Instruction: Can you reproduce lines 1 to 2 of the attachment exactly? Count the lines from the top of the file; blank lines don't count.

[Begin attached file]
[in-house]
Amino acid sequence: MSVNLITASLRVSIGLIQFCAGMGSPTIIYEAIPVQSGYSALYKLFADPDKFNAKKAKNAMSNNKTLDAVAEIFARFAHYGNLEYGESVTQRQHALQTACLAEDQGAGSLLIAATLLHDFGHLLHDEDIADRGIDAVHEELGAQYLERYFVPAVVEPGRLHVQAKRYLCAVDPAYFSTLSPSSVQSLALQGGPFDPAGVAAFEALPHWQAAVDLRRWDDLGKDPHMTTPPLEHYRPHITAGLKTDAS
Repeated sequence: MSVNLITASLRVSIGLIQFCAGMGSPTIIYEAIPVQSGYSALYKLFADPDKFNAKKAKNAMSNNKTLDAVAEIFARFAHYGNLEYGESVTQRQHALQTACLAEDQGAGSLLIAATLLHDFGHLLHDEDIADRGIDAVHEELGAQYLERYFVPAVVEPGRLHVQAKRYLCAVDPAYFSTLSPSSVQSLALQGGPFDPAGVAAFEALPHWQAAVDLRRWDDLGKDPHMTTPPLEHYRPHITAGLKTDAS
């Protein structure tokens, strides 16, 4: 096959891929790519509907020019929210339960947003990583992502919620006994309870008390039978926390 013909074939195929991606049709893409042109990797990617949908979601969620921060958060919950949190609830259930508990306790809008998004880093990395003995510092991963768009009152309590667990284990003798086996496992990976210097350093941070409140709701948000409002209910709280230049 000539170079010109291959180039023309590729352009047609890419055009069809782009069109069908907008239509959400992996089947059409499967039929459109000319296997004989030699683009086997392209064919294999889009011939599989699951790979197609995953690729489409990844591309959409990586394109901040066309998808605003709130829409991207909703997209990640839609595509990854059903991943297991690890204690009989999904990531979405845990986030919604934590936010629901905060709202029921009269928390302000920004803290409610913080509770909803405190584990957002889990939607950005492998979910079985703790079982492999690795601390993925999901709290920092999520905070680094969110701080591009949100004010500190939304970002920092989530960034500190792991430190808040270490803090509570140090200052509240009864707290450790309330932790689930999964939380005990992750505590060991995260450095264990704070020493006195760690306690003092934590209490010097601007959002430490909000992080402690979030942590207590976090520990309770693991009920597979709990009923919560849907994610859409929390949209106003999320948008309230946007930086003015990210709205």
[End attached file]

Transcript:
[in-house]
Amino acid sequence: MSVNLITASLRVSIGLIQFCAGMGSPTIIYEAIPVQSGYSALYKLFADPDKFNAKKAKNAMSNNKTLDAVAEIFARFAHYGNLEYGESVTQRQHALQTACLAEDQGAGSLLIAATLLHDFGHLLHDEDIADRGIDAVHEELGAQYLERYFVPAVVEPGRLHVQAKRYLCAVDPAYFSTLSPSSVQSLALQGGPFDPAGVAAFEALPHWQAAVDLRRWDDLGKDPHMTTPPLEHYRPHITAGLKTDAS